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Avatar and the Destruction of Haiti

By       Message Phillip Bannowsky     Permalink
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After the usual right-wing vapors over the anti-capitalist and pagan implications of David Cameron's Avatar, rightist David Brooks has expropriated the left-wing critique of the film as a White Messiah fable. Echoing Haiti-born Ezili Dantò's widely disseminated critiques of the film, Brooks castigates the film's hypocrisy that, while it fulfills what he calls the "formula" of "loincloth-clad good guys sticking it to the military-industrial complex," it is a "racial fantasy par excellence," in the tradition of Dances with Wolves and The Last Samurai. In such films, Brooks reminds us, "[n]atives can either have their history shaped by cruel imperialists or benevolent ones, but either way, they are going to be supporting actors in our journey to self-admiration." The controversy has spread and is now the subject of an AP article by Jesse Washington.

Brooks and other rightists ignore what Ezili Dantò, a poet and human rights attorney, reveals about imperialism's contribution to Haiti's current apocalypse. Instead, they distort her critique to assert that the imperialist/indigenous conflict is part of a false narrative. They seize on the weaknesses in Cameron's fantasy to accuse Americans in solidarity with the wretched of the earth of self-aggrandizing fantasies.

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To Ezili Dantò, what imperialism has done to the economy and culture of Haiti is no fantasy. She notes how the "Tree of Voices" and "Hometree" of A vatar's indigenous Na'vi people resonates with the Haitian Vodun belief that trees were "living energies that provided strength to the people." Cutting trees down was thus "relatively taboo." However, in the 19th and 20th centuries, US lumber, sugar, and fruit companies (with an occupation by US marines 1915-1934) confiscated ancestral lands and cut down wide swaths of Haiti's forests. Complementing the work of these business interests, according to Dantò, the Catholic Church waged "brutal anti-superstition campaigns" against the Africanist and pagan Vodun, making it "alright to destroy trees." Now, what agribusiness has not cut down, impoverished Haitians have, in pursuit of cooking fuel.

Indeed, Dantò notes how Avatar specifically attacks Vodun. She recalls how Dr. Grace Augustine, the human anthropologist played by Sigourney Weaver, defends the Na'vi Hometree by saying something like, "This isn't some pagan vodun, this is their home." Augustine might have intended an irony that Brooks and Dantò misread, but more of that later.

Neither Brooks nor mainstream liberal commentators mention how recent neoliberal economic policies imposed on Haiti have made Haitians import-dependent and have continued to drive them out of the countryside and into cities of fragile, jerry-built shanties. According to Kim Ives, journalist for the US-based Haiti Liberte', while "Haiti was self-sufficient thirty years ago in its production of food," under the "neoliberal regime," it is "now required to import almost 80 percent of its food" (interview by Amy Goodman on Democracy Now, January 13).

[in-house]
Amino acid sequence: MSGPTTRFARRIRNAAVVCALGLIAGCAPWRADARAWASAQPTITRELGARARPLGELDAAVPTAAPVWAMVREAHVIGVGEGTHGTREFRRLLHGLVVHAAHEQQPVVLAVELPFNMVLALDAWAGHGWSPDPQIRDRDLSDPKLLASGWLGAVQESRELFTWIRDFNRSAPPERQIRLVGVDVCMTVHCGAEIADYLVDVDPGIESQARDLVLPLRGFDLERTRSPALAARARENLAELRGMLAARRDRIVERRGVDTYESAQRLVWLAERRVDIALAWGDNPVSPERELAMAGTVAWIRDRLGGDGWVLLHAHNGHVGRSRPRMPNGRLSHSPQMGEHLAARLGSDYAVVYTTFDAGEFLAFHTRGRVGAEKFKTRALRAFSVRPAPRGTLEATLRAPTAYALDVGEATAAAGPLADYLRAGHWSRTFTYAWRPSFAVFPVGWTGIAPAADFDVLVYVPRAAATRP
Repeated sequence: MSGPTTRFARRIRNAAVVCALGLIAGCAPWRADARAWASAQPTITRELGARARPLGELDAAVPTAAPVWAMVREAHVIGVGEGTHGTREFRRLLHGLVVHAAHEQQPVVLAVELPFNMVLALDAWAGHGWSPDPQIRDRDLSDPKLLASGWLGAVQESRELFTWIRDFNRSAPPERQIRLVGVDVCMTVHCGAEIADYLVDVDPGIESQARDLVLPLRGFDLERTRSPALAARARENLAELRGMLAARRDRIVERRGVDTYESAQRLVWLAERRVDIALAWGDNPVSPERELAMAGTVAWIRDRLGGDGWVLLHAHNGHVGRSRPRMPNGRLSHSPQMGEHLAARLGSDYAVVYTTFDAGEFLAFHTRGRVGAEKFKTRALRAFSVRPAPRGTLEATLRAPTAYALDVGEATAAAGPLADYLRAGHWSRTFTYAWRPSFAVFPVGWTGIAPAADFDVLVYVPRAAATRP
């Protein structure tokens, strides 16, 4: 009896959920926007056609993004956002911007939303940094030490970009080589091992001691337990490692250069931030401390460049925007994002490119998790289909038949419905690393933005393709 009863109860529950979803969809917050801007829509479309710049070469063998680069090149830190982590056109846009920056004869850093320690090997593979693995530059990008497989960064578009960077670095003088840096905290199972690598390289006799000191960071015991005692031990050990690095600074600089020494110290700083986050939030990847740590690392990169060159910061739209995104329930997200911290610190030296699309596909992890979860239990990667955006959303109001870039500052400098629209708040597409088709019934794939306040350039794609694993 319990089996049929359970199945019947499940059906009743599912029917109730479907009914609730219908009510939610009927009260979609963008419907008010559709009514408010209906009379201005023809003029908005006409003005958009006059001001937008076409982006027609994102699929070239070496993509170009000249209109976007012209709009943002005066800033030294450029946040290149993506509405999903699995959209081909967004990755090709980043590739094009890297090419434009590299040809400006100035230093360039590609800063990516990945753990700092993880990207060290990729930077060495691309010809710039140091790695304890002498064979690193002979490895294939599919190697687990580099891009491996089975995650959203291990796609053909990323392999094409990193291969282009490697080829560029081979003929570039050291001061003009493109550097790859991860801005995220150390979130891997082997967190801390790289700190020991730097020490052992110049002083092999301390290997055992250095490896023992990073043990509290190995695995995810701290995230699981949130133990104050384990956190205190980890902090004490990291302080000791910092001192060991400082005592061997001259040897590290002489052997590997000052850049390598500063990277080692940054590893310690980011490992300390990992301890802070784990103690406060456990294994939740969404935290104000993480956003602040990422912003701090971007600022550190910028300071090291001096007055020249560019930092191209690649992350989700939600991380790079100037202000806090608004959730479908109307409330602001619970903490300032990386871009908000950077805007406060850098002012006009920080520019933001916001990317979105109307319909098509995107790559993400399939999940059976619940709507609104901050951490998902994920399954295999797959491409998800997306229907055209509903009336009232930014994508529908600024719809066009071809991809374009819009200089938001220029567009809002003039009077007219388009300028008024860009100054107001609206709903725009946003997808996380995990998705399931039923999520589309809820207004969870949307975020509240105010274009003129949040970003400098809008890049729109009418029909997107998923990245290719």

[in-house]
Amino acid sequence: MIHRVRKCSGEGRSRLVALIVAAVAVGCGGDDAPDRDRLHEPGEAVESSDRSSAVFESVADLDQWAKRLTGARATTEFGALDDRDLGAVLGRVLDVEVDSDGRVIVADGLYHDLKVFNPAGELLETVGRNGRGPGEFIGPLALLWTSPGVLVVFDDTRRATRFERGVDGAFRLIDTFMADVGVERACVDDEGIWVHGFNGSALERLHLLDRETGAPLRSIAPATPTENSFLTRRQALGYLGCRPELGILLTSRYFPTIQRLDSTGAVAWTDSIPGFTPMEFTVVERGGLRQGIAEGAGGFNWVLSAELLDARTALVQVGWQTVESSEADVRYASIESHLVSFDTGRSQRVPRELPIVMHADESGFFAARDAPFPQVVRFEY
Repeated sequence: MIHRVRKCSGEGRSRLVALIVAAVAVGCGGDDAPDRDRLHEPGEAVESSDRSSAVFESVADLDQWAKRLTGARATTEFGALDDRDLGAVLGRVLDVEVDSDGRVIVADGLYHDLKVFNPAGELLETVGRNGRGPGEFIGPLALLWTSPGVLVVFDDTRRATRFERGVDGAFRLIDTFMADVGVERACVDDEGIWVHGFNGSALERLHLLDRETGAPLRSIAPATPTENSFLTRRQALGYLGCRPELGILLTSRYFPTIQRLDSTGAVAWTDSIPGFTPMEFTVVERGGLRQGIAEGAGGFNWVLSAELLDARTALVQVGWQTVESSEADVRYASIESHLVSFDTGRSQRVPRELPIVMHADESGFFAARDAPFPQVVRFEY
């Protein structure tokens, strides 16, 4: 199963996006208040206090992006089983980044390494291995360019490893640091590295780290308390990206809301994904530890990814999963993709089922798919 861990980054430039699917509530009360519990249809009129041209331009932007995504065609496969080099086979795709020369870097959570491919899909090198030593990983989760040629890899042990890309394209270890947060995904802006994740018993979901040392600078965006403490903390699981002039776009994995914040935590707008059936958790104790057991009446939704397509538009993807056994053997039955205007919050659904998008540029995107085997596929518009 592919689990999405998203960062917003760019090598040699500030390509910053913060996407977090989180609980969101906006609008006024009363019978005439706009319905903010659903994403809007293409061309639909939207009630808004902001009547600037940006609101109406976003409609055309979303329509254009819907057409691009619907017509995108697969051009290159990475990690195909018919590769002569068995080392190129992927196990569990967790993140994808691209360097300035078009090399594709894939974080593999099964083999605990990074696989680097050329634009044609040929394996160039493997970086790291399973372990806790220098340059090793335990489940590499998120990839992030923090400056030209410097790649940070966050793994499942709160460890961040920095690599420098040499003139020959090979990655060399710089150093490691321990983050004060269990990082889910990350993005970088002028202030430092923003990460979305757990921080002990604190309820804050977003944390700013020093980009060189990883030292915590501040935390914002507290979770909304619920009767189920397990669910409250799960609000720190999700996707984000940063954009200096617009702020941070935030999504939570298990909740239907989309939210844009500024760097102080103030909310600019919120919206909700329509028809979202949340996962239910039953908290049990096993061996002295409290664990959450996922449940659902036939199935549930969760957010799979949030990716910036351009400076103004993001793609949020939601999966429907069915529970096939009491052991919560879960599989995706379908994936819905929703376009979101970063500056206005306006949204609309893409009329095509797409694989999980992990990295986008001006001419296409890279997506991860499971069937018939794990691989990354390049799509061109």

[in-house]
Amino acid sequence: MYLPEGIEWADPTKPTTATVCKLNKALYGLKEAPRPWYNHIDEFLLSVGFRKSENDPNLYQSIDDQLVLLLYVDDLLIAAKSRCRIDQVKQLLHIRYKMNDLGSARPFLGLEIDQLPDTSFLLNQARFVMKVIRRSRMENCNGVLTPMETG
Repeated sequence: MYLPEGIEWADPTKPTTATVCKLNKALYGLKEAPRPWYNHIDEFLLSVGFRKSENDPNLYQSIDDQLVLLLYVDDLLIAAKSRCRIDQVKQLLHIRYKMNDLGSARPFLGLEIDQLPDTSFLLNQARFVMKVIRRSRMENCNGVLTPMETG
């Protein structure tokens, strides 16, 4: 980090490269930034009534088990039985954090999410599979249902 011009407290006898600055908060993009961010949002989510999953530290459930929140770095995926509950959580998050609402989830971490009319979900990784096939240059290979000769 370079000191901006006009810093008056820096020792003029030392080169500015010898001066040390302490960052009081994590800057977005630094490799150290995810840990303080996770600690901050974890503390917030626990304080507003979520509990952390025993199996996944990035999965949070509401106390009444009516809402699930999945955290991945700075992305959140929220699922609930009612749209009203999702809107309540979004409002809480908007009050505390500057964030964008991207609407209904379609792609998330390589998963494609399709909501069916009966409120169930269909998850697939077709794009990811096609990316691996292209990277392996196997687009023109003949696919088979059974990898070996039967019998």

Now, I have a personal interest the esthetic side of these political issues. I published a novel in 2007 called The Mother Earth Inn. Set during the Bill Clinton years, it deals with the encounter between American adventurers, diplomats, and entrepreneurs and the indigenous of an Andean paradise much like Ecuador, where I have lived and taught. My hero, an American named Hal Rivers, is constantly reminded how his dreams of "doing well while doing good" are akin to the illusions of Joseph Conrad's Lord Jim or James Hinton's Conway in Lost Horizon, White Messiah fables in their own rights. I wonder sometimes if my readers will miss my irony as Hal Rivers is rescued from heat stroke one day by the timely arrival of the country's general manager of Coca-Cola, which, along with McDonalds, has a definitely non-ironic product tie-in with Avatar. Slaking his thirst on a Coke, Hal has a near-mystical experience as the drink "frothed into every parched crevasse of his mouth." "Man!" exclaims Hal, "that's the real thing!" When a disastrous landslide gives Coca-Cola and the oil companies a chance to remove the indigenous and ram through their highways and pipelines into the rainforest, Hal, like Avatar's hero Jake Sully, must decide whom he must follow. Unlike Sully, Hal is at best a junior partner, not a leader. May no rightist misappropriate my critique or misread my irony. May James Cameron poke his head out of the billions in cash his beautiful Avatar is generating to see what Coca-Cola and McDonalds are doing to our own Pandoras to grow sugarcane and graze hamburger beef.

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While it is important not to quibble as we respond generously to Haiti's desperation, we should remember how the U.S. has responded in the recent past to Haiti's difficulties. George W. Bush destroyed democracy in Haiti with a coup against President Jean-Bertrand Aristide. Neoliberals like Bill Clinton promoted the destruction of sustainable agriculture and now tout sweatshops as Haiti's path to development.

Begin to educate yourself for the future, but act now with cash. Permit me to suggest Oxfam, an able and aware relief agency with resources already on the ground.


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Phillip Bannowsky is an autoworker, activist, international educator, poet, and monologist living in Newark, Delaware. His works include The Mother Earth Inn: a novel (Broken Turtle Books, 2007), Autoplant: A Poetic Monolgue (Broken Turtle Books, (more...)
 

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